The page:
I just read a great article called Joint Pain, from the Gut about the connection between two forms of arthritis and changes in our gut microbiota. I have posted on this in the past and the plot continues to thicken.
The article highlights the recent finding that increased levels of a common gut microbe called Prevotella Copri may trigger rheumatoid arthritis. The big question is how.
One possibility involves some direct action of Prevotella copri – molecular mimicry comes to mind. Molecular mimicry is where protein fragments of one organism, often an offending bacteria, resemble protein fragments of another organism, or humans in this discussion. When the bacterial protein fragments come into contact with the immune system by gaining access to the blood or mucus membranes, they illicit an immune response not only to themselves, but also to the host proteins that resemble the bacterial proteins. Simply put, our bodies are not only attacking the intruders, but attacking themselves.
Here is an example of molecular mimicry with a different type of bacteria, Klebsiella pneumonia. Dr. Alan Ebringer worked extensively on ankylosing spondylitis (AS), an arthritis mostly of the spine. Ebringer proposes that Klebsiella pneumonia overgrowth causes AS because its proteins elicit an immune response not only against the Klebsiella proteins themselves, but also against human cartilage proteins that look similar to the Klebsiella proteins at the molecular level (mimicked). It turns out that the surface structure of Klebsiella contains molecules similar to that of a genetic marker for ankylosing spondylitis called HLA-B27.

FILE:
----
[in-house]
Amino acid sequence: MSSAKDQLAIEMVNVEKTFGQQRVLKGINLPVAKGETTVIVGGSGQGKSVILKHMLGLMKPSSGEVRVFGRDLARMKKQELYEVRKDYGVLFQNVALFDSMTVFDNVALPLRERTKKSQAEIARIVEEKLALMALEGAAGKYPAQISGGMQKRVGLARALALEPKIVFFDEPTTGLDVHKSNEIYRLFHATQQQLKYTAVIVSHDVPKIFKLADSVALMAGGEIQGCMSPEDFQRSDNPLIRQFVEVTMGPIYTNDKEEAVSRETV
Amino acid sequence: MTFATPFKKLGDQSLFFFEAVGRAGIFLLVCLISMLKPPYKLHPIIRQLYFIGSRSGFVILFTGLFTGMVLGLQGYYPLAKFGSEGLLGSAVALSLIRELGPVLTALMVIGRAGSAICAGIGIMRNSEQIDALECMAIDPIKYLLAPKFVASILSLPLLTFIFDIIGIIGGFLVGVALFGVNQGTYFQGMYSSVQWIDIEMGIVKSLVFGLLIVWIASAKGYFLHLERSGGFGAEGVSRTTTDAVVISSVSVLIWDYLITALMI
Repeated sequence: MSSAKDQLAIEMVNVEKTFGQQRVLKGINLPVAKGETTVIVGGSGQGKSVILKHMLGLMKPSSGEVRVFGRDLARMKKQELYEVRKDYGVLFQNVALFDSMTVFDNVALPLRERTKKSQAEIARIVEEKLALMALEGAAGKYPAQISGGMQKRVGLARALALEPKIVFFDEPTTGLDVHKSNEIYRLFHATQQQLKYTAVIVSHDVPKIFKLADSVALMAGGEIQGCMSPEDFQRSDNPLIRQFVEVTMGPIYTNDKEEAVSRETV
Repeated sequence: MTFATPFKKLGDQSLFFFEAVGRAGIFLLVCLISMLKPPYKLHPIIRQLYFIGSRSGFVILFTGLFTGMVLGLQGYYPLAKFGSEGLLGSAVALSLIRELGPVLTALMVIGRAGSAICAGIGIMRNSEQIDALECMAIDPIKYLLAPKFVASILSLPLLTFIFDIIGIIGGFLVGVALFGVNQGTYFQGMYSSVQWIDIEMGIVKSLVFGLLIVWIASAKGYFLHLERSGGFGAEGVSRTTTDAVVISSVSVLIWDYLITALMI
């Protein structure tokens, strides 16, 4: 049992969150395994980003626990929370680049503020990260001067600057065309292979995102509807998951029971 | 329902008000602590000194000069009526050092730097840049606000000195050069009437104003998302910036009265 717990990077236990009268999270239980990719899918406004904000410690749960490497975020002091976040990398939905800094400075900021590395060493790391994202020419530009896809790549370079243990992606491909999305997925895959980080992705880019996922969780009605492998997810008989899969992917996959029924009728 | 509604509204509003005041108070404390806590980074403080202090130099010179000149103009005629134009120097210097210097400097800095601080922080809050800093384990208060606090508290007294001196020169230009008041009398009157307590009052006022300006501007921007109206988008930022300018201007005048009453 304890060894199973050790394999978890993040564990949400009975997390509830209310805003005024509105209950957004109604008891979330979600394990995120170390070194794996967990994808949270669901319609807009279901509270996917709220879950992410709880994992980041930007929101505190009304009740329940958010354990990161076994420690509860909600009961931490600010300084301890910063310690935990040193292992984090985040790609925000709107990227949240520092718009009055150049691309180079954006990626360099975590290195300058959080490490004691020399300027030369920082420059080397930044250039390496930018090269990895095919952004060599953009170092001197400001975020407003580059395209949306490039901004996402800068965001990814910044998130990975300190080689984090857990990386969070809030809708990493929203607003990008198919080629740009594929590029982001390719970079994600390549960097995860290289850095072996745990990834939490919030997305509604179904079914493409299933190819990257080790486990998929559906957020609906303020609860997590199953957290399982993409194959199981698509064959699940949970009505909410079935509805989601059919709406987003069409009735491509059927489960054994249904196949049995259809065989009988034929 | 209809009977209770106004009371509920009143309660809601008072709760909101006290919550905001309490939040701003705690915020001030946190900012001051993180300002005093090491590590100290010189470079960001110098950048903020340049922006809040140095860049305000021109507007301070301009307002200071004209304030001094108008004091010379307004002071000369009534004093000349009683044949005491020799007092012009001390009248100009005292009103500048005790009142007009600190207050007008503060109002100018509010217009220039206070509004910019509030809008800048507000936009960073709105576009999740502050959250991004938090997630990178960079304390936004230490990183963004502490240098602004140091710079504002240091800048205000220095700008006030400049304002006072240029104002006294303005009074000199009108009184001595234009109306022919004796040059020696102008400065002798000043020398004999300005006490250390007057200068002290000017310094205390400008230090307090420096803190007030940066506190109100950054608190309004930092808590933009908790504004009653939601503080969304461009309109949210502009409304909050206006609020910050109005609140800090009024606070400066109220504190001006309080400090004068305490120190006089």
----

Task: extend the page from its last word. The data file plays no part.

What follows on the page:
Of course, the molecular mimicry idea, which underlays the gut connection to all autoimmune disorders, depends on some level of leaky gut and reminds us of how critical intestinal integrity is to our health. Note in the Alan Ebringer paper cited above he talks about the fact that AS is associated with gut inflammation (see references 46-53), considered a prerequisite for leaky gut.
Another interesting idea raised in the article proposes that an overgrowth of Prevotella might “crowd out” other good bacteria that normally are present in higher numbers and help quite the immune response (the opposite of inflammation). In this case, Bacteroides fragilis, one of the most prevalent and important gut microbes, was implicated.
“People with high levels of Prevotella copri also had reduced amounts of the bacteria Bacteroides fragilis, which seems to restrain the immune system.”
There has been a lot of work supporting an immune modulating role for B. fragilis. This common gut bacteria produces a surface sugar called Polysaccharide A (PSA) which can dampen an overactive immune response by repressing inflammatory cytokines, the molecules that get the immune system all revved up.
I still remember working on B. fragilis during a post doctoral fellowship years ago. We actually thought of B. fragilis as a “bad bug” back then due to its propensity for causing opportunistic infections that were difficult to treat with antibiotics. Of course it was less of a problem before surgery and gun shot wounds. Little did we then appreciate it’s larger role in digestive and immune health.
The article also mentions another brand new study linking a different form of arthritis called psoriatic arthritis (thus named because one third of people with psoriasis get it) to a decline in the overall diversity of gut microbes. Diversity also declined in participants with psoriasis. But those with psoriatic arthritis suffered a specific reduction in Akkermansia, Ruminococcus, and Pseudobutyrivibrio, as well as Coprococcus.
2015 is off to a great start connecting health issues to clear changes in gut microbiota. The next step is understanding how it all happens. I wouldn’t be a bit surprised if poor diet, the prevalent use of antibiotics and preservatives as well as over sanitization of everything we touch and eat end up sharing the blame. Balancing our gut microbe population is the main goal of the Fast Tract Diet explained in the Fast Tract Digestion book series. Ready to start the Fast Tract Diet? Try the Fast Tract Diet App.